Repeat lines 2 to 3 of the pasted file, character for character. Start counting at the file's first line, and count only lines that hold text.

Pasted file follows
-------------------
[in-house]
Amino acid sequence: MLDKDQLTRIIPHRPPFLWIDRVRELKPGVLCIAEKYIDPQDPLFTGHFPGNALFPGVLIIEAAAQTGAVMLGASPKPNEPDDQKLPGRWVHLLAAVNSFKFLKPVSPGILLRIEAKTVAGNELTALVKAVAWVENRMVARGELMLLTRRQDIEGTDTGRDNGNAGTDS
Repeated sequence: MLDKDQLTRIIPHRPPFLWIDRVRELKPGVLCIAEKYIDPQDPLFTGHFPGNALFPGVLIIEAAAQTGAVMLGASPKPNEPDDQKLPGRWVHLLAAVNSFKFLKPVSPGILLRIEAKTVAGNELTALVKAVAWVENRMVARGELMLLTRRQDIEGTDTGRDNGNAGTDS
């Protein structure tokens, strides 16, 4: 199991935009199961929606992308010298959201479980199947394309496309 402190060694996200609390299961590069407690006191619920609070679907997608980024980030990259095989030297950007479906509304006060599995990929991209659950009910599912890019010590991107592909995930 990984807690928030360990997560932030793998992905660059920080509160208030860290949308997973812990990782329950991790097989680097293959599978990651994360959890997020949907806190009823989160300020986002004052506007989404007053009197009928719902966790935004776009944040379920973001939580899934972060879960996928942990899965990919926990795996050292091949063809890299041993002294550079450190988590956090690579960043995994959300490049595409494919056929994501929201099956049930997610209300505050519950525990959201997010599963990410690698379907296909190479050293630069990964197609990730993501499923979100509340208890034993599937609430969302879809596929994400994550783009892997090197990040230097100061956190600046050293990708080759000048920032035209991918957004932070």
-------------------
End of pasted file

Amino acid sequence: MLDKDQLTRIIPHRPPFLWIDRVRELKPGVLCIAEKYIDPQDPLFTGHFPGNALFPGVLIIEAAAQTGAVMLGASPKPNEPDDQKLPGRWVHLLAAVNSFKFLKPVSPGILLRIEAKTVAGNELTALVKAVAWVENRMVARGELMLLTRRQDIEGTDTGRDNGNAGTDS
Repeated sequence: MLDKDQLTRIIPHRPPFLWIDRVRELKPGVLCIAEKYIDPQDPLFTGHFPGNALFPGVLIIEAAAQTGAVMLGASPKPNEPDDQKLPGRWVHLLAAVNSFKFLKPVSPGILLRIEAKTVAGNELTALVKAVAWVENRMVARGELMLLTRRQDIEGTDTGRDNGNAGTDS